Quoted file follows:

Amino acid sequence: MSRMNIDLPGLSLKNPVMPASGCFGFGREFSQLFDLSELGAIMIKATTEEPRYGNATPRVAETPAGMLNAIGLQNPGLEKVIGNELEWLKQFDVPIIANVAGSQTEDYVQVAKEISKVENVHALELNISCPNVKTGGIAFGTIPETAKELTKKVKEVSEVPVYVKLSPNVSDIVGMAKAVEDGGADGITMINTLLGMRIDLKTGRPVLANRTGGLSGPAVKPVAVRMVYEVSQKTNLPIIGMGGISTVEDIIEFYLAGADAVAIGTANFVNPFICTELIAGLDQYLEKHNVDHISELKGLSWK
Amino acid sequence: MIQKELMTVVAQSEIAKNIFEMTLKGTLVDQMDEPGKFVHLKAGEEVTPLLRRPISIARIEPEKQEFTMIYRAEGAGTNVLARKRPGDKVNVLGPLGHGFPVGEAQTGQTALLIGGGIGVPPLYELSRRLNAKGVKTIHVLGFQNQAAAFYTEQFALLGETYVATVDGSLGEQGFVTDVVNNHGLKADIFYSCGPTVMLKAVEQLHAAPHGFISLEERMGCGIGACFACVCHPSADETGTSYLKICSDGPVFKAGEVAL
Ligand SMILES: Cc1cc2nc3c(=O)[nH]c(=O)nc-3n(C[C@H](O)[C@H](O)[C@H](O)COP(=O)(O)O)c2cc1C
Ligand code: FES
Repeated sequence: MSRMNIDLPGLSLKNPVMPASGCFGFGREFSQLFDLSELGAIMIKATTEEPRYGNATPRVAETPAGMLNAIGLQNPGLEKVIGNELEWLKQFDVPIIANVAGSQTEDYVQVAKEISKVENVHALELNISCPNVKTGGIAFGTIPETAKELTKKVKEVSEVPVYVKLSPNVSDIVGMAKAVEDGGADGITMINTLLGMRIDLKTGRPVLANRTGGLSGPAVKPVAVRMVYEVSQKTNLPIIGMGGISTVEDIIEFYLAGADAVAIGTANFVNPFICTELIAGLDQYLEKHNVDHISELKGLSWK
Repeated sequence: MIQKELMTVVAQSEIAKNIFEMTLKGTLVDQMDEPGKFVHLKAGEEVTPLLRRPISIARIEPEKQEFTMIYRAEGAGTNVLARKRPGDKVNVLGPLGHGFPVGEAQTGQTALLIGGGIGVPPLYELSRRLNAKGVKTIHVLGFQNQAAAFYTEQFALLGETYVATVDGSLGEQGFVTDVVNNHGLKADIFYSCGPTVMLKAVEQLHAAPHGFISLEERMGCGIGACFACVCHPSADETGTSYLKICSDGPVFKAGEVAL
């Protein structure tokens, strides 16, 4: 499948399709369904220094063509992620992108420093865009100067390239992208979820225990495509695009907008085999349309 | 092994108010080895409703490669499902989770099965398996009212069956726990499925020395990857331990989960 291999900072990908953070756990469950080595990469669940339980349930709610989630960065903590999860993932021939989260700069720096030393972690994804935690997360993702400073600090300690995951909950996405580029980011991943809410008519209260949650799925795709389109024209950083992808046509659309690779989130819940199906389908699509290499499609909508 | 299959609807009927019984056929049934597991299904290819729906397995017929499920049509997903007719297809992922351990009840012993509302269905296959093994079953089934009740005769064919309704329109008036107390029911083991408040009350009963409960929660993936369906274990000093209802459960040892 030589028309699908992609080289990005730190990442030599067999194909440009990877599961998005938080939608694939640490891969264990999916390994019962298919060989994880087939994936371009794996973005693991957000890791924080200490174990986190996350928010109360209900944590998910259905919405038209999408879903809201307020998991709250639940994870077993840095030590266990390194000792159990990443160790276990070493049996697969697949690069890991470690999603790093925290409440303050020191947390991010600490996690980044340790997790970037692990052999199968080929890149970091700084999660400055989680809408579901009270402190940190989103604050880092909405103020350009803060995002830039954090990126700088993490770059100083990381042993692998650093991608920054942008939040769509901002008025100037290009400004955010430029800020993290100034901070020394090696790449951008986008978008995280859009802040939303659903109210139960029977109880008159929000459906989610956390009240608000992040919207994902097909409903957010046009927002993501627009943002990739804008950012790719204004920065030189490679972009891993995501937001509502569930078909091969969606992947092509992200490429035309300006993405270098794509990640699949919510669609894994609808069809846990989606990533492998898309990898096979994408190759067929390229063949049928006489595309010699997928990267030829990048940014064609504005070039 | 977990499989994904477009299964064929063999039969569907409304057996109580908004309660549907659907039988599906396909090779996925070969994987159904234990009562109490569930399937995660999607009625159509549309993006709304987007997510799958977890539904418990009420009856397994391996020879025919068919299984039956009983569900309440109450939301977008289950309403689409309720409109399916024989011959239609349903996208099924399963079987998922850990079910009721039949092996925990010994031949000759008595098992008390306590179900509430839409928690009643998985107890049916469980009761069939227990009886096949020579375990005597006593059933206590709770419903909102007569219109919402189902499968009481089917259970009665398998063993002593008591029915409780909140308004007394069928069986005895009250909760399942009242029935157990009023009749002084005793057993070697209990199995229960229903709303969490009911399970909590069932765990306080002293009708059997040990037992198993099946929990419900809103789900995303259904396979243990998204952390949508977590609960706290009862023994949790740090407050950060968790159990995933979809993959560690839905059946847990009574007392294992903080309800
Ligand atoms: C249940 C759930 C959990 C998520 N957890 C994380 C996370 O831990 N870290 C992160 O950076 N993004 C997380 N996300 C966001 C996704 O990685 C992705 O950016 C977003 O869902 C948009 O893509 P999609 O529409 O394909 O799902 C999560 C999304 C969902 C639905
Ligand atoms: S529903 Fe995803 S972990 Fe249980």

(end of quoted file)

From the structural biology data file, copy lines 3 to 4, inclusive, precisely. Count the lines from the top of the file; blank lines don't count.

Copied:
Ligand SMILES: Cc1cc2nc3c(=O)[nH]c(=O)nc-3n(C[C@H](O)[C@H](O)[C@H](O)COP(=O)(O)O)c2cc1C
Ligand code: FES